Catalanism is the name of a movement of national vindication that advocates for the political-cultural recognition of Catalonia within Spain. After the failure of the violent uprisings of Catalans during the 17th century (the War of Catalan Secession of 1640) and the 18th century (the War of Spanish Succession of 1714), starting in the 19th century the movement to preserve Catalans’ national rights became more peaceful and civic. From the start of this renewal, Catalanism expressed itself through different ideological currents (Catholic, liberal, working class, etc), aided by the popular use of the Catalan language, the defense of a distinct culture and the popular anti-centralist movements. Thus, the loyalty of the working classes to their distinct Catalan identity – expressed, above all else, in the language they spoke – is what has supported Catalanism, a word that synthesizes the pluralism of Catalan Nationalism. Long before the creation of the first strictly Catalanist political party in 1901, which tended to be conservative, the national awakening of Catalonia was ignited by the popular republican and federal movements, cultural and historical nationalism and the emotional separatism that had taken root among members of the rural population, who had been the great protagonists of the previous secessionist revolts.
It would be impossible to explain Catalanism without first taking into account that Catalonia is a differentiated society within Spain. And it is differentiated from a national but also an economic point of view. The needs of Catalan industrialization, which followed the English model of economic development based on the textile industry, were also factors that favored the growth of Catalanism. The colonial crisis of 1898, which marked the end of Spanish Colonialism, encouraged the Catalan bourgeoisie (which up until then had been closely tied to the Spanish State and profoundly Castillianized) to turn and give support to some of the very first groups of national vindication. This agreement between old federalists, cultural nationalists and the conservative-bourgeois groups gave Catalanism a boost, and its new focus became the vindication of a greater status of political autonomy in the Spanish context. The history of Catalanism in the 20th century can be summed up in this struggle to achieve self-government, a struggle that has had to overcome the wars and the dictatorships sparked by Spanish militarism. Catalanism, therefore, is an anti-centralization movement that has only achieved institutional recognition of its self-government on three occasions: 1914-1923 (with the monarchy of Alfons XIII), 1931-1939 (during the Second Republic), and the present, which began with the reestablishment of democracy of 1978, the restoration of the monarchy and the approval of the Statute of Autonomy.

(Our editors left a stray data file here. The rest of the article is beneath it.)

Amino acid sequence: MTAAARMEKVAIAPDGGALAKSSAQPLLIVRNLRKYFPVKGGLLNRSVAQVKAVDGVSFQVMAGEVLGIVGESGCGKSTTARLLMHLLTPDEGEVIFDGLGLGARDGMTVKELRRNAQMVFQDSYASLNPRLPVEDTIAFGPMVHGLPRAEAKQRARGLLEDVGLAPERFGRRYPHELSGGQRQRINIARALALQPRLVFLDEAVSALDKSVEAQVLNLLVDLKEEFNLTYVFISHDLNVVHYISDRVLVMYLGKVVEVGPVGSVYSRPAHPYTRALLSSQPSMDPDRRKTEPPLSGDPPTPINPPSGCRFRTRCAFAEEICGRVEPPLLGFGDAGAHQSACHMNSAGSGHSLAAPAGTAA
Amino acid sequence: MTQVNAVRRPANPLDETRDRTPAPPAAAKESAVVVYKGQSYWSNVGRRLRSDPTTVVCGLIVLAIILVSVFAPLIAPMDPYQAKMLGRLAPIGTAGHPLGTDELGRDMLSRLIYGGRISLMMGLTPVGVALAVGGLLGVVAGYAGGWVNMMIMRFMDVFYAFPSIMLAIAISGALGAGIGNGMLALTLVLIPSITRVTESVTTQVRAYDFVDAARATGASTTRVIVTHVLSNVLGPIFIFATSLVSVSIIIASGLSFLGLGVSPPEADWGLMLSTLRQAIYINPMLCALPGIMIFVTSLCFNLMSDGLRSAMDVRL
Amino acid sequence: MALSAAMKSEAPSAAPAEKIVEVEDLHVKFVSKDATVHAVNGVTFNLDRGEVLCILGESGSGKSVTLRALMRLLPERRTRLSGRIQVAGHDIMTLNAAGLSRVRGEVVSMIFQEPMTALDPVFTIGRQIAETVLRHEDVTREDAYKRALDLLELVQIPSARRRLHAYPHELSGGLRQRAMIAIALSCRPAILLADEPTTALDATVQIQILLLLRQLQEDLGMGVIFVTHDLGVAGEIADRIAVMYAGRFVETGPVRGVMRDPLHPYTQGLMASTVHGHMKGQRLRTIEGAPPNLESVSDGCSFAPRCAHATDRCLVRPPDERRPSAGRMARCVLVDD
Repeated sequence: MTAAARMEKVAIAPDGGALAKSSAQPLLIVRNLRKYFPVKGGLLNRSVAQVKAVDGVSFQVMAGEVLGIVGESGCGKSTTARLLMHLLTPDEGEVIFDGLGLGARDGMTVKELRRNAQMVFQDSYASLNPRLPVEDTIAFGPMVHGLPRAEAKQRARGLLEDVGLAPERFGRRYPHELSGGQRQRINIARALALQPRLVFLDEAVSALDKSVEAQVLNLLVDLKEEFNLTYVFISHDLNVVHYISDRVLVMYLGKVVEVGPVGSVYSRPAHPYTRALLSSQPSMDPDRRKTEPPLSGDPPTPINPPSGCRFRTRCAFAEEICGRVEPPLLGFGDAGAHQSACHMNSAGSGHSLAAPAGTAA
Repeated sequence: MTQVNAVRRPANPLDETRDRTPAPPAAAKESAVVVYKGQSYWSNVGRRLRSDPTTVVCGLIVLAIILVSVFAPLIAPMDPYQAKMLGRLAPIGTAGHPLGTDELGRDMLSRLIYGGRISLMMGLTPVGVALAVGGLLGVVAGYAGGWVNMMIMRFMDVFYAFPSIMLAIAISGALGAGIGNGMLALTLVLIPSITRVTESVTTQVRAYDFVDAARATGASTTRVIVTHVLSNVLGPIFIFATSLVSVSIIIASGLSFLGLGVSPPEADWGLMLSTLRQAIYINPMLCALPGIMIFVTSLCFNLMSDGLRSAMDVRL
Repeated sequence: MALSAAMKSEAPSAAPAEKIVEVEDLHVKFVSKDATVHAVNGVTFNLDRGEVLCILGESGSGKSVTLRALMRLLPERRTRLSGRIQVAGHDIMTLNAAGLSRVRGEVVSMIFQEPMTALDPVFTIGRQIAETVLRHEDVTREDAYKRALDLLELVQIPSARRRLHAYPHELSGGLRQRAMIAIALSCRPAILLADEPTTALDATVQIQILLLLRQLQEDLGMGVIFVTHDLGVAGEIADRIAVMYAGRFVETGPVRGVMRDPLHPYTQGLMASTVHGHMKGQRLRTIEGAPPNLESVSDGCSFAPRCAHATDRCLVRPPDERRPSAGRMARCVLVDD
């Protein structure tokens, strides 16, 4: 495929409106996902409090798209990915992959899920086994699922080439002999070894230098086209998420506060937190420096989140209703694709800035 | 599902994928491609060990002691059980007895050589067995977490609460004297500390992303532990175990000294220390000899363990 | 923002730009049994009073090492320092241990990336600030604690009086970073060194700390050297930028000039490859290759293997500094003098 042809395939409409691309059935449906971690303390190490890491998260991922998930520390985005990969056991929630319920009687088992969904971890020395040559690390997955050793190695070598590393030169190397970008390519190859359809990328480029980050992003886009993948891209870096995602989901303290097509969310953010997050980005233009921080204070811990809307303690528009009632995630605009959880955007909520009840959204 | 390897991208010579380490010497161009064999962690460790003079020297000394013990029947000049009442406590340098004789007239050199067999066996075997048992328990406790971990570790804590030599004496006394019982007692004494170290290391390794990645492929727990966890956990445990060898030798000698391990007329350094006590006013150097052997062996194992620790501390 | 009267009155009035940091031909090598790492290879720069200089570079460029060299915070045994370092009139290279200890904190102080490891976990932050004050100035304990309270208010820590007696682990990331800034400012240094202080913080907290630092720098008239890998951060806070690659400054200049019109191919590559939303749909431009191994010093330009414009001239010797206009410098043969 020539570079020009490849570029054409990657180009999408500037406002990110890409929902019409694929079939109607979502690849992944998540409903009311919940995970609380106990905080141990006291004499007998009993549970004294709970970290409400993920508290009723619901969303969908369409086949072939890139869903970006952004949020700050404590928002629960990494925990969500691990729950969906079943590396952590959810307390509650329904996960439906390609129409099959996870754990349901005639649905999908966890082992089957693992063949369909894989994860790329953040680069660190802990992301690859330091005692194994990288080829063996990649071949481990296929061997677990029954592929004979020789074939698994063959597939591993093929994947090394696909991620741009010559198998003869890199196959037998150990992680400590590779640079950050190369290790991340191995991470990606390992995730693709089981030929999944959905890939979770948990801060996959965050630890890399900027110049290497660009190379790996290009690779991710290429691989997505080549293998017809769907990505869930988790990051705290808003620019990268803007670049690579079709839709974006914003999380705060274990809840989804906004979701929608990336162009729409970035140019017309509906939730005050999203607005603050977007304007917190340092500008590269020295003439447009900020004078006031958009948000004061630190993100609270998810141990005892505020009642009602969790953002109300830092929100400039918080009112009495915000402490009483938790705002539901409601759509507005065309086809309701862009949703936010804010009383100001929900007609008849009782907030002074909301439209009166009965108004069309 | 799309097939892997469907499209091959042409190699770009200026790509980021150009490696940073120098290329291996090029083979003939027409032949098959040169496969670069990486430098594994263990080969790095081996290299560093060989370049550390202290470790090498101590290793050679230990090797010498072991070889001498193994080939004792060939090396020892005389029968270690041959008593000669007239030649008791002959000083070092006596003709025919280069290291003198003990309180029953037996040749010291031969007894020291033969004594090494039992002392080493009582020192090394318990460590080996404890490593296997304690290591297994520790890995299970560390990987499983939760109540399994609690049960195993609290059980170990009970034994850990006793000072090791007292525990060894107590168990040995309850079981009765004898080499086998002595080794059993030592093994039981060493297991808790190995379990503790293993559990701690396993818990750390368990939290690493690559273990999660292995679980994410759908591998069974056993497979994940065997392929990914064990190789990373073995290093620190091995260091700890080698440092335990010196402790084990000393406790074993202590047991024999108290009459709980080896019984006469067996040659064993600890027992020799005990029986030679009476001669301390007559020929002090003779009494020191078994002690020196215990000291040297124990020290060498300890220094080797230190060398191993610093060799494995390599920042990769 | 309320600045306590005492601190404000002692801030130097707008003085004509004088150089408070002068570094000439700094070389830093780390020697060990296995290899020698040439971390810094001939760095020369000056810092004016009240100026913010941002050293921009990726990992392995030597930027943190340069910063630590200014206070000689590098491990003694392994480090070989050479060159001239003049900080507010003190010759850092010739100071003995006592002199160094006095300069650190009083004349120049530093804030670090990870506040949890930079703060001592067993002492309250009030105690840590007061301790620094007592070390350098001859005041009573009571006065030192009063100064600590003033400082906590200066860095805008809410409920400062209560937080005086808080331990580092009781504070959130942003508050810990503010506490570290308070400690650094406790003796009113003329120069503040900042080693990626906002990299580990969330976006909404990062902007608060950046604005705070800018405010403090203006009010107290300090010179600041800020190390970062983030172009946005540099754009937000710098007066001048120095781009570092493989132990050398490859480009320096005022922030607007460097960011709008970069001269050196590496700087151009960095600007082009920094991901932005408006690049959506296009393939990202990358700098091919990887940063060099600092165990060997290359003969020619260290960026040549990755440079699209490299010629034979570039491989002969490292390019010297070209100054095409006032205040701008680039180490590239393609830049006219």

After twenty-six years of the 1979 Statute being in effect, the Parliament of Catalonia approved a new Statute following a long and tense negotiation in the Spanish Parliament in which changes were made to the fundamental articles on the identity and the powers for regulating the Catalan economy and finances. Since then the tension between Catalonia and the Spanish authorities has been increasing and the strength of Catalanism is becoming more and more evident, a Catalanism that is now calling for full sovereignty within the context of Europe.